Curly Kale
This is the frilly, fun-looking kind most people are familiar with. It’s also called Scots Kale (but it doesn’t play the bagpipes, or this relationship would have ended long ago).

Chidori Kale
This kale is reddish-pink and tastes sweeter than other kinds.

Redbor Kale
This kale turns magenta (so... kind of the same color as Chidori Kale...) in cool climates and has a crisp texture.

Rape Kale
Don’t accept drinks from this kind of kale.

Dinosaur Kale
This flat, wide kale is prehistoric, planted by God to trick us into believing in evolution.

Red Russian Kale
This kale is grey and spindly, not to be confused with White Russian Kale. Incidentally, if Rape Kale hands you a White Russian, don’t drink it.

Thursday, May 3, 2012

I'm Going on a Picnic... and I'm Bringing Local Food and Wine!

If you know anything about me, you know I love wine. Whether it’s a rosé on the porch in the afternoon, a fruity white while preparing dinner, or a full red for breakfast for dessert, wine makes everything just a little more pleasant.

Of course, I’m no wine snob; I don’t have the time, money, or motivation to become one. But make no mistake: I jump at the chance to pretend to be a wine snob whenever the opportunity presents itself. Pretending to be a fancy person is kind of my M.O. and wine snobbery is particularly fun to feign. It involves a lot of mouth-swishing, slurping noises, and – my favorite – haughty facial expressions involving pursed lips and raised eyebrows.

Lucky for me, I live in one of the most important wine-producing areas of the country. Just north of Santa Barbara, the Santa Ynez Valley is home to dozens of beautiful vineyards, most of which have at least one tasting room. So for my twenty-sixth birthday (which was last week, in case you missed it), I decided to have a picnic at one of the most lovely local vineyards of all, Buttonwood Farm. Buttonwood produces not only wine, but herbs, flowers, and peaches in the summer months. They’re known for the sustainable practices of vineyard manager Armando Zepeda.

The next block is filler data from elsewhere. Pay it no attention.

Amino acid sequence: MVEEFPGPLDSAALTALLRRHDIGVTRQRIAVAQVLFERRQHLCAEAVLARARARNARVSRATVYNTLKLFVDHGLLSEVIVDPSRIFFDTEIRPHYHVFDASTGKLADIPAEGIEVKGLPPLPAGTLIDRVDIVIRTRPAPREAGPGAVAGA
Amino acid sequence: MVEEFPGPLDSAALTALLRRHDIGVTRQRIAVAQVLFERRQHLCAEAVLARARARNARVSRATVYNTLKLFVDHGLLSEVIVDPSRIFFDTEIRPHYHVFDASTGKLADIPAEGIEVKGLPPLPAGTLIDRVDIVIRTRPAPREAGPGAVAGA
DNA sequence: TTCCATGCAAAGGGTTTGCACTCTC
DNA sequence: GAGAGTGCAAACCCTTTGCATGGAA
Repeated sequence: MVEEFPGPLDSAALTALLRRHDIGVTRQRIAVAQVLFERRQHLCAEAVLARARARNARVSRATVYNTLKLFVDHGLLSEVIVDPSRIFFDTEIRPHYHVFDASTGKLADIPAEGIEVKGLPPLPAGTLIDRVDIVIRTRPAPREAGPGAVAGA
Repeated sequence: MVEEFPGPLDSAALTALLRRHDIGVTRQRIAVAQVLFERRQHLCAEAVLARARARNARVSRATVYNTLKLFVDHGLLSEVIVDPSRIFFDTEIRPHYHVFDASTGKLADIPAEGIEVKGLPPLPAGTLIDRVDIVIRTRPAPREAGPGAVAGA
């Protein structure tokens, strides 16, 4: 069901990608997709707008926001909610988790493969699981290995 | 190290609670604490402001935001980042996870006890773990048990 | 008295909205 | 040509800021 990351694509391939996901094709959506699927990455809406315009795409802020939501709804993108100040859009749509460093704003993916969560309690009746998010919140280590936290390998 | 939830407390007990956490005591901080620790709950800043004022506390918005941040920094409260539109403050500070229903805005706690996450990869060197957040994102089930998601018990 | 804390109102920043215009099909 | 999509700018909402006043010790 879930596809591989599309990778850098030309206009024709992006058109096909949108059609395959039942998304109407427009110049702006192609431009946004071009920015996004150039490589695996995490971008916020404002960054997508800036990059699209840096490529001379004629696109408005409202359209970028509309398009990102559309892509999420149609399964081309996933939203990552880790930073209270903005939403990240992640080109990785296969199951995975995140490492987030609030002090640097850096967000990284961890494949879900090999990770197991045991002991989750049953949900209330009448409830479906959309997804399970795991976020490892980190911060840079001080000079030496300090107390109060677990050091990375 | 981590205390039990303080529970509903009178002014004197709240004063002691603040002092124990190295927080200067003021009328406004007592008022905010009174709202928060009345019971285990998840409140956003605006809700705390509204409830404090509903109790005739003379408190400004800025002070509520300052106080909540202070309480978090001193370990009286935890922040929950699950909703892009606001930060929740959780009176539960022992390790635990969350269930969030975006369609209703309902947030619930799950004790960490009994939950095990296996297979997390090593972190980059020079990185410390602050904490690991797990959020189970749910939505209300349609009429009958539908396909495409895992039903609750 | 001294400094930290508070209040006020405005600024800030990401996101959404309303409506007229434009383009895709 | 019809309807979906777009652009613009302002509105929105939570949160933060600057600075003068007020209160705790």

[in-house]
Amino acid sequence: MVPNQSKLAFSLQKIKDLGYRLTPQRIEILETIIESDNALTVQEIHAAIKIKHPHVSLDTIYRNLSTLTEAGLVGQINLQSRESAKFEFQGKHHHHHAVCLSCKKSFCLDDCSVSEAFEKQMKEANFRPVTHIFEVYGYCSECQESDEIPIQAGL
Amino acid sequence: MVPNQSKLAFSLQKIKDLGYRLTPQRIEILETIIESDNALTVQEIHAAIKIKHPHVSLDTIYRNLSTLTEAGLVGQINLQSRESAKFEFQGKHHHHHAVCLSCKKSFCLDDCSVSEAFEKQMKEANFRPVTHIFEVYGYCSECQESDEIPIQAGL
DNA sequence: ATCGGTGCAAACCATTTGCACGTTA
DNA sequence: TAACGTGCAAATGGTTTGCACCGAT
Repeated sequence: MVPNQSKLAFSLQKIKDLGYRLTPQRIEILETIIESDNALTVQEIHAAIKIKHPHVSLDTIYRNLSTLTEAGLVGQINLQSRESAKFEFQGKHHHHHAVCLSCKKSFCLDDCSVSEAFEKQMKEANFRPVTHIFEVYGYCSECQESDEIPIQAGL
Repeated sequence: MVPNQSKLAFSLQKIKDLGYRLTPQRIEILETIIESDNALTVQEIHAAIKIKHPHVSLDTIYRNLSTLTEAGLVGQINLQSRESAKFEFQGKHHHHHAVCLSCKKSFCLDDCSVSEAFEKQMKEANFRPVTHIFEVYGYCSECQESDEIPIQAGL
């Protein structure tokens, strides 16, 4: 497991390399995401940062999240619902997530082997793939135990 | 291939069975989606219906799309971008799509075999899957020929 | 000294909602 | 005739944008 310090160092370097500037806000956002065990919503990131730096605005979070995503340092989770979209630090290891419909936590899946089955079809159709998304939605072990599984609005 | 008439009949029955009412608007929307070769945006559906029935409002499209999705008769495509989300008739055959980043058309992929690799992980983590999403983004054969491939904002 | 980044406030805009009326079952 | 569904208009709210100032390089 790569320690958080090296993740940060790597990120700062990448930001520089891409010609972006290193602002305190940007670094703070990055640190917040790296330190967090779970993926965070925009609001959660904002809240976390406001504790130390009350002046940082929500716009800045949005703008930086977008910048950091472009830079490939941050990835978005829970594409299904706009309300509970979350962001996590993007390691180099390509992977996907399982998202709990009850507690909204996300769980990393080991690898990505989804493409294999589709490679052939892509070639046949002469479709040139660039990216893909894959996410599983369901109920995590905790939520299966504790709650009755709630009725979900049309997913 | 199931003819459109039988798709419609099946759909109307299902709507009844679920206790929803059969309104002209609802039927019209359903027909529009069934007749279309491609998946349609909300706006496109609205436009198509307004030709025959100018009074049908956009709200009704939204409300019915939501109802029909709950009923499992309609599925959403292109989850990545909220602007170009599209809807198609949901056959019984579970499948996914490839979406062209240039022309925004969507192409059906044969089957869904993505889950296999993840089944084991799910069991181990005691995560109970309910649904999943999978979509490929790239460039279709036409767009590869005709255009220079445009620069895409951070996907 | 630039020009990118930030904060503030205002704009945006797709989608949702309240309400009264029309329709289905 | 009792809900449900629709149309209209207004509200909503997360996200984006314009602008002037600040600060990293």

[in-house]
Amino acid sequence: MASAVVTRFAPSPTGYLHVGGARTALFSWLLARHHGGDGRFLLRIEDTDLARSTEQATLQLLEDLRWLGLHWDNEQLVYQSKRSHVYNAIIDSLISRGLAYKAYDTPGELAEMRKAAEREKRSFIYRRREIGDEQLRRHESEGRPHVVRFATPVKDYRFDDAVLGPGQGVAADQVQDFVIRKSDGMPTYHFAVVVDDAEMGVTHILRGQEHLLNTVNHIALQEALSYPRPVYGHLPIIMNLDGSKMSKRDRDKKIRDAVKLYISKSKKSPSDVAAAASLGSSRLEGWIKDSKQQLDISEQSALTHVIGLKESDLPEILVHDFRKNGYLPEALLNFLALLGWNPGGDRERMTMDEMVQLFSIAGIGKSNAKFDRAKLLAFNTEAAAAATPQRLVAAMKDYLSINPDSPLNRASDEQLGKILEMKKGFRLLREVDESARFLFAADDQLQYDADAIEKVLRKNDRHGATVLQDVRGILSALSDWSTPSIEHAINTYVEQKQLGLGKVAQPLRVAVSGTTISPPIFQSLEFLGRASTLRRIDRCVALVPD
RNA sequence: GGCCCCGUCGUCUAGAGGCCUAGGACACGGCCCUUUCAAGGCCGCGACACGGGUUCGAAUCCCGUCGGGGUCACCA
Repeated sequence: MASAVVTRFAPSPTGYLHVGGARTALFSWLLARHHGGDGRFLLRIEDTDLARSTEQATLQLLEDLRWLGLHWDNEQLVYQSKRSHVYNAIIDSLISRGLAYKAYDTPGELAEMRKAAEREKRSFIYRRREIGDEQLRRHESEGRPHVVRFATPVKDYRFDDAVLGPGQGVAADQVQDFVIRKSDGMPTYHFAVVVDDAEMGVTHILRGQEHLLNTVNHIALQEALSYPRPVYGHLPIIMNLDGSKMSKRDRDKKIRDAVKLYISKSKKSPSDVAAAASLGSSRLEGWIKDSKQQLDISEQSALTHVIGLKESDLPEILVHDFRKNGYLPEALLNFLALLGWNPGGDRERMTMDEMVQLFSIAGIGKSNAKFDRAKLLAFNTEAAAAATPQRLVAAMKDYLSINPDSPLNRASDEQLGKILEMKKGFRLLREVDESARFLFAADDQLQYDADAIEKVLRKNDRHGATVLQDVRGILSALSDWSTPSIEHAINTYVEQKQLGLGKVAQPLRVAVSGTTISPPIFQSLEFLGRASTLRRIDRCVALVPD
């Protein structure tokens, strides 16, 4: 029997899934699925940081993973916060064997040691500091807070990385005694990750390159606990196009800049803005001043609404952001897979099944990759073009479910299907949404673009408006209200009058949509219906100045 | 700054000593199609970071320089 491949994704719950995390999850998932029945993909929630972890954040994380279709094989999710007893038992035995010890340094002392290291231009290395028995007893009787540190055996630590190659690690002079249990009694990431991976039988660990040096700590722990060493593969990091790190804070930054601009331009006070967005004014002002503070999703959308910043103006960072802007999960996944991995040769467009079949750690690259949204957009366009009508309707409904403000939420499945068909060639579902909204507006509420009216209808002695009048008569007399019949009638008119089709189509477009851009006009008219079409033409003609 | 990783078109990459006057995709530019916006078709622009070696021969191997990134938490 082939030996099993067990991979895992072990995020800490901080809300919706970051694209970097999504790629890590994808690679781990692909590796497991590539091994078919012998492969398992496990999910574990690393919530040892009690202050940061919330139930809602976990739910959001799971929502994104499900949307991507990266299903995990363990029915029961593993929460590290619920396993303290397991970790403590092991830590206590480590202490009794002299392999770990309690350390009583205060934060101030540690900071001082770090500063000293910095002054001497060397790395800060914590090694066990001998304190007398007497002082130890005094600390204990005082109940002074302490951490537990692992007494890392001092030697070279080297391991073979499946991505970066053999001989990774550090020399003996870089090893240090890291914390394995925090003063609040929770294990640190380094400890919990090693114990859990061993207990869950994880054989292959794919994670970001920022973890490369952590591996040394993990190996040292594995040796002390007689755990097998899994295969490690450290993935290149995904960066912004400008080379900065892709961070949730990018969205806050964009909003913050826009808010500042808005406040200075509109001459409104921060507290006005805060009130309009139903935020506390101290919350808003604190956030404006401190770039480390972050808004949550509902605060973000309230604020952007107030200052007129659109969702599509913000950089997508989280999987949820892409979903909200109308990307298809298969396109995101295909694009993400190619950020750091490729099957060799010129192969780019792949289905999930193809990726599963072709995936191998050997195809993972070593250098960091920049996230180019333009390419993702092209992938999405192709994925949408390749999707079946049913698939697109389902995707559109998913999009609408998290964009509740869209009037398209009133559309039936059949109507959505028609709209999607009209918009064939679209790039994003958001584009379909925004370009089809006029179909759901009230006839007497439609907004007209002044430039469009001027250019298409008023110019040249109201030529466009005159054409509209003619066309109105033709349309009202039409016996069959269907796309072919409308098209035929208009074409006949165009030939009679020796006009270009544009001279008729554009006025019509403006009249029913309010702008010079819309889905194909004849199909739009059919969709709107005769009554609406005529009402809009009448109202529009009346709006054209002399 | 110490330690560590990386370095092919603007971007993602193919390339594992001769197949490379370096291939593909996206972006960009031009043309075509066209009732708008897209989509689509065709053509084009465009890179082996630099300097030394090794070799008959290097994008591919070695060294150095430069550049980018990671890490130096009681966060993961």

My friend Sasha’s birthday was the week before mine and we pretty much share all the same friends, so we threw a joint birthday party:
Sasha and I frolic in the wildflowers at Buttonwood.
The morning of my birthday, I went to the Santa Barbara Farmers Market to buy some fruit for the picnic. I got two big baskets of strawberries from Jimenez Family Farm in Santa Ynez, California (distance from me: 30 miles) for just $7. Marcie Jimenez, whose delicious pies are also sold at the farmers market, has been running the farm since 2001 with her husband, Gustavo, and their two children, George and Christie.

I also bought some Gala apples from Fair Hills Apple Farm in Paso Robles, California (distance from me: 123 miles). David and Nancy have been growing all kinds of apples at Fair Hills, from Granny Smith to Fuji, since 1992. The Gala apples I bought tasted perfect sliced and served on a cracker with white cheddar cheese.

Our picnic also included finger sandwiches (made with local cucumbers and watercress), organic meats purchased at Whole Foods, local California cheeses, and a baguette from Our Daily Bread in downtown Santa Barbara:
Aside from the delicious food and good friends, the best part about having a picnic at Buttonwood was the wine. We started off with a wine tasting (for $10 each, including the glass), then purchased a couple of bottles to enjoy with our food. It was such a wonderful afternoon that I almost forgot to be depressed about turning twenty-six.